[dc]L[/dc]ast week, my wife, Melissa and I organized a donation collection with the intention of filling a 16-foot rental truck and driving the much-needed supplies to New York and New Jersey to help the victims of Hurricane Sandy. After seeing the devastation on TV, we felt called to do more than the text donation we had sent.
Although the time between the idea and the execution of our mission was only 5 days or so, I faced several fearful moments, doubting whether we could make it happen; if we’d bitten off more than we could chew. We had already put it out on Facebook and Twitter, so turning back no longer felt like an option. We had to put our faith in front of our fear and do our best to surrender to the outcome.
Our resolve was challenged in lots of ways by family and friends asking if we’d thought this through, if we knew there was a severe gas shortage down there, were we sure we needed such a big truck, what if we found ourselves — two women with a truck (hopefully) full of badly needed items — in a dangerous neighborhood; by the rental truck companies denying our request for a donated truck or a discount on the rental cost; by the local plaza not allowing us to hold the collection in their parking lot. I allowed all of this to make me doubt myself and our mission.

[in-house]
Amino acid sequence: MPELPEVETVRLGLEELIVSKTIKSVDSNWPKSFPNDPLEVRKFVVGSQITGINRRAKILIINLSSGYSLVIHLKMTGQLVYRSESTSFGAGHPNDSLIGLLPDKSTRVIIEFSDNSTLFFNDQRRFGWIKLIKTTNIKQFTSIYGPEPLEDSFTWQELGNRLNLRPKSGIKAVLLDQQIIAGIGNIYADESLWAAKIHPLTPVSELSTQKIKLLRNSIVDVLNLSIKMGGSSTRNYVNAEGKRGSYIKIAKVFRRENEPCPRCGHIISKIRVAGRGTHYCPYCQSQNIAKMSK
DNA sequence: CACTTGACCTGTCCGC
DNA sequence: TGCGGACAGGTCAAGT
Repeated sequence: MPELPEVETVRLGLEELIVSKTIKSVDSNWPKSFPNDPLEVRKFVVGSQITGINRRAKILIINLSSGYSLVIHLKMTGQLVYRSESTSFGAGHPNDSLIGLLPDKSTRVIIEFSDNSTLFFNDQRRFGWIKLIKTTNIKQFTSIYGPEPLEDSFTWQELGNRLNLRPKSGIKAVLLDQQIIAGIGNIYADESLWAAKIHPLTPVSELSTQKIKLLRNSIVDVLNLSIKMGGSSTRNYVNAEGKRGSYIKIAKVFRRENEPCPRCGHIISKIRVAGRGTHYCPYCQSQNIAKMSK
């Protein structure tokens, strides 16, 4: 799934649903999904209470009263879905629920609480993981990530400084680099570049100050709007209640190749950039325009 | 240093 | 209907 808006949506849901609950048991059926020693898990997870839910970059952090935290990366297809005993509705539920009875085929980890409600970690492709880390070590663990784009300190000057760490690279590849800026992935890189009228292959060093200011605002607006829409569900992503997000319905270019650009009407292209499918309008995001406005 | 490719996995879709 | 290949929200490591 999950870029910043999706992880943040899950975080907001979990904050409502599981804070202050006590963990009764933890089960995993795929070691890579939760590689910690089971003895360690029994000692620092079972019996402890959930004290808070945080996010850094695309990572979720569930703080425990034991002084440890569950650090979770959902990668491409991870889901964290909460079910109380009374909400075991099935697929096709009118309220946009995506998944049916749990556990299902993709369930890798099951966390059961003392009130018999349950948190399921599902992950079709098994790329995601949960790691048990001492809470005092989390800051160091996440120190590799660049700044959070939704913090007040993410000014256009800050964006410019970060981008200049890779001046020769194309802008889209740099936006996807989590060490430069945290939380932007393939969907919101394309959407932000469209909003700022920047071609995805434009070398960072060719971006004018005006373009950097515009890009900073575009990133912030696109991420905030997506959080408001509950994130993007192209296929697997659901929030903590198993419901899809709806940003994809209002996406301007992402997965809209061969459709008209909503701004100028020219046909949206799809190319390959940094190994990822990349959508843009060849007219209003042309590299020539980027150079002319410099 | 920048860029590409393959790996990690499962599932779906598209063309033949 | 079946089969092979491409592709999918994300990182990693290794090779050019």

One of the many things I’m blessed with in my marriage is my and Melissa’s abilities to hold each other up when we’re shaky. During this venture, we had to tag team quite a bit! We helped each other realize that others’ fears were both a reflection of our own, and also projection of their own limitations onto us. We decided to trust in ourselves, in each other, and in humankind that this would happen just as it should. We were grateful to be able to even give this a shot.
On Tuesday, we announced the collection times and location (we chose a different plaza and opted for the “ask for forgiveness, not permission” approach), and on Thursday — just two days later — our truck was jam-packed within a three-hour window. This beautiful community of ours rallied in such a way that it blew our minds. Despite it being a cold and rainy night, people arrived with donations the entire time. Some gave a single coat while others came with a carload, and each and every item was equally appreciated.
Folks we had never met hugged us and cried in thanks because they grew up in the devastated area or have family who live there now. We squeezed them back in thanks to them for their donations and their spirit. Without all of them, we would’ve had an empty truck! People offered us money for gas, tolls, our meals. The feeling of gratitude overwhelmed us all — their gratitude for us and our gratitude for them. This power of coming together to help those in need superseded any fears we may have had.
You can invoke the power of gratitude into your life every single day. By learning to operate from this place, you open up a world of possibilities for your health, wealth, success, and happiness, as well as for those around you. Give these three ideas a go to welcome gratitude into your life as a regular practice: